College football bowl games, outside of the New Years’ Six, have become fertile ground for opinion and rumination. Is it honorable for a matriculating player to sit? Does one team have more at stake with a win or loss? For the Louisville Cardinals the answer was generally clear.
Despite a devastating loss to in-state rival Kentucky, seven wins on the heels of a 2-10 embarrassment of a season meant Scott Satterfield and the Cards were playing with house money. But good enough was not enough for this team. Cardinals football let it ride and came out on top in a 38-28 victory over Mississippi State in the 2019 Music City Bowl.
“We got down 14 points early in the game, and the kids didn’t flinch. I mean, they kept playing, kept battling. Next thing you know you’re right back in the game, and then we grabbed that momentum and then we poured it on.”
Scott Satterfield’s perspective on the first half of the game likely differs from that of most of Card Nation. A kickoff out of bounds to start the game. A 96 yard drive capped by a fumble at the three yard line. An ensuing defensive collapse to allow Mississippi State’s first touchdown on a 99 yard, eight play drive. All signs pointed to another lackluster defensive performance accompanied by a sputtering offense; all the hallmarks of the loss at Kentucky.
A scoreless first quarter for the Cards ticked over to a second quarter that saw the loss of key defender Dorian Etheridge. With a Mississippi State player wrapped around Etheridge’s leg, the junior ILB attempted to kick his way out of the Bulldog player’s grasp. When the PAC-12 crew reviewed the video, it wasn’t the Mississippi State player’s hold but Etheridge’s kicks that earned the penalty, and an ejection for the Cardinals defender. Three plays later senior Bulldogs RB Nick Gibson picked up just his sixth rushing TD of the season, and Louisville faced a 14-0 deficit.
“…we new that us being down 14 really knowing we’ve been down 21 before and came back from it, so we just brought everybody together, just stayed level headed, and you see what happened.” ~Micale Cunningham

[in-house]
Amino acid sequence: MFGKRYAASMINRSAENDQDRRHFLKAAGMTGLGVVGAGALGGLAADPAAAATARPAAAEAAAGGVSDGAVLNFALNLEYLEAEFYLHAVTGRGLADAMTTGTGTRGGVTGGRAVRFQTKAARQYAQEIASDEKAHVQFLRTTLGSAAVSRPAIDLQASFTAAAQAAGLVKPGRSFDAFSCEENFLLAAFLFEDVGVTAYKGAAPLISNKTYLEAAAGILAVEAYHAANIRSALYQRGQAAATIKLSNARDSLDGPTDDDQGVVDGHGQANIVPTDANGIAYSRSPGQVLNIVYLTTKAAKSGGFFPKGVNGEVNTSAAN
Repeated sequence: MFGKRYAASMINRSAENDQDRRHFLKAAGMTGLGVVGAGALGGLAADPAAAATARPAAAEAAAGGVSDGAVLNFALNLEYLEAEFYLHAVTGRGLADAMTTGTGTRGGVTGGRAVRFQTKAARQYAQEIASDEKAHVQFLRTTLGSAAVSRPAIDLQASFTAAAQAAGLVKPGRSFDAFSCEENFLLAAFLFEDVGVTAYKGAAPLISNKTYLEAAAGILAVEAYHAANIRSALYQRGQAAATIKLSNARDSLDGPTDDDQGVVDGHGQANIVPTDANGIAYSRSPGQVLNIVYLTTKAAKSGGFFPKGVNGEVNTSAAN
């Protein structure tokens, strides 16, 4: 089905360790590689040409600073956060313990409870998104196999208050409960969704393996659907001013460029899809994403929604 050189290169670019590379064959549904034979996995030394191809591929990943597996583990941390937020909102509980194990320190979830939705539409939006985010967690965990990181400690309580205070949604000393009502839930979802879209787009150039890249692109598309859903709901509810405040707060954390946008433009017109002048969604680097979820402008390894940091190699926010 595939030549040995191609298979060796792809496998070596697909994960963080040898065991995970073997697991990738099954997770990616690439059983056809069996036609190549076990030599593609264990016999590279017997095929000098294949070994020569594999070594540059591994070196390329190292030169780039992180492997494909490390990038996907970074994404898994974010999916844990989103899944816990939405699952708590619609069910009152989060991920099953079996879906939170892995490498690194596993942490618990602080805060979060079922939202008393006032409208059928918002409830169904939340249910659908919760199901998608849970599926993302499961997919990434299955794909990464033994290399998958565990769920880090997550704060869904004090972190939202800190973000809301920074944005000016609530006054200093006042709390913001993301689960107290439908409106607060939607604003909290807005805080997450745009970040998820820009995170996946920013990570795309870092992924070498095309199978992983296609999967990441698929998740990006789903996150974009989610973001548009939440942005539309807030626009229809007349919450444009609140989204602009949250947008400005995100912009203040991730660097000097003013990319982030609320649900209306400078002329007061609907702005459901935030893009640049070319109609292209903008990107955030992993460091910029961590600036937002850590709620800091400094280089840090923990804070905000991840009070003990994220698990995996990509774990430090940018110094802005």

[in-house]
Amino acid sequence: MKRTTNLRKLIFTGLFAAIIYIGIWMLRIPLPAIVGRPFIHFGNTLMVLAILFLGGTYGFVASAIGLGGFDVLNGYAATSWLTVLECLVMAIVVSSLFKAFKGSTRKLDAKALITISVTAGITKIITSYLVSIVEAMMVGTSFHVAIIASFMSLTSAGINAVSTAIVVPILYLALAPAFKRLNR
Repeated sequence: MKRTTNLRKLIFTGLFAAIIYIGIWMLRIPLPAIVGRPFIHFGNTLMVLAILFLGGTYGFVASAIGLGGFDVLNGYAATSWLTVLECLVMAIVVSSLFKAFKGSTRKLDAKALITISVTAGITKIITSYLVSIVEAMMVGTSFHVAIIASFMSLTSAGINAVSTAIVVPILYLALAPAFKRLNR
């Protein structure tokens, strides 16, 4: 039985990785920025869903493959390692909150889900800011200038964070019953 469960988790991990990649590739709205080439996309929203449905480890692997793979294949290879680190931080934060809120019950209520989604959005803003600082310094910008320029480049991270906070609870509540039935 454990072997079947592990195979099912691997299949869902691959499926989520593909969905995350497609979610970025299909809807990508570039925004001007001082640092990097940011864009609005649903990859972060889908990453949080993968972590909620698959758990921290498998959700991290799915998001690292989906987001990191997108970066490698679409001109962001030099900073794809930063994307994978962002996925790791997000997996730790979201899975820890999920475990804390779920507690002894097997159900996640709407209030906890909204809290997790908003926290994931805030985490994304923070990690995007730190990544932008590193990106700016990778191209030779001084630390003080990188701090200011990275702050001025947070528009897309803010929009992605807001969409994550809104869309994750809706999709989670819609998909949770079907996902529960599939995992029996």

The ensuing Louisville drive set the tone for the remainder of the game, and once again proved Scott Satterfield’s trust in his team and the team’s trust in each other. A good portion of Micale Cunningham’s 81 rushing yards on 16 attempts moved the Cardinals into Mississippi State territory and set up the opportunity for some trickery. Pundits and commentators have pointed out the fact that Tutu Atwell was a QB in high school ad nauseam. In Nashville it bore fruit on a 33 yard pass from Tutu to Marshon Ford to put the Cardinals on the board.
Much to the very sizable contingent of travelling Cardinals fans’ delight, a Mississippi State fumble on the ensuing kickoff gave Louisville the ball in Bulldogs territory, and it seemed a total momentum shift had the pendulum swinging well towards the Cards. Not wanting to make things too easy on themselves the Cardinals offense squandered the opportunity with back-to-back penalties and a Cunningham pass for a sure TD that sailed just over Dez Fitzpatrick’s fingers on 4th and 11. A defensive stop as time wound down was followed by a long drive for a Ryan Chalifoux field goal to salvage some of the energy and go into the locker room at the half trailing 14-10.
Before proceeding it’s crucial to talk about that defensive stop at the close of the half. Redshirt senior Boosie Whitlow’s pancake on leading Mississippi State rusher Kylin Hill to force the punt and set up the field goal drive was one of many defensive exclamation points throughout the game. On his defense, Scott Satterfield said, “…you’ve got to think the last three weeks all they’ve heard on defense is how bad they were. Just like you keep hearing that crap, you’ve got to go out do something about it, and that’s what they did.”
Stacking up the Louisville defensive line against the Mississippi State offensive line, the Bulldogs have a literal half ton advantage. The Cardinals were not daunted. 10 tackles for loss pushed State back 48 yards on the day and the Louisville D-line notched four sacks, the first time that was accomplished since the Virginia game. The SEC’s leading rusher Kylin Hill was held to just three yards on seven attempts while the Bulldogs were held to just 145 yards on the ground.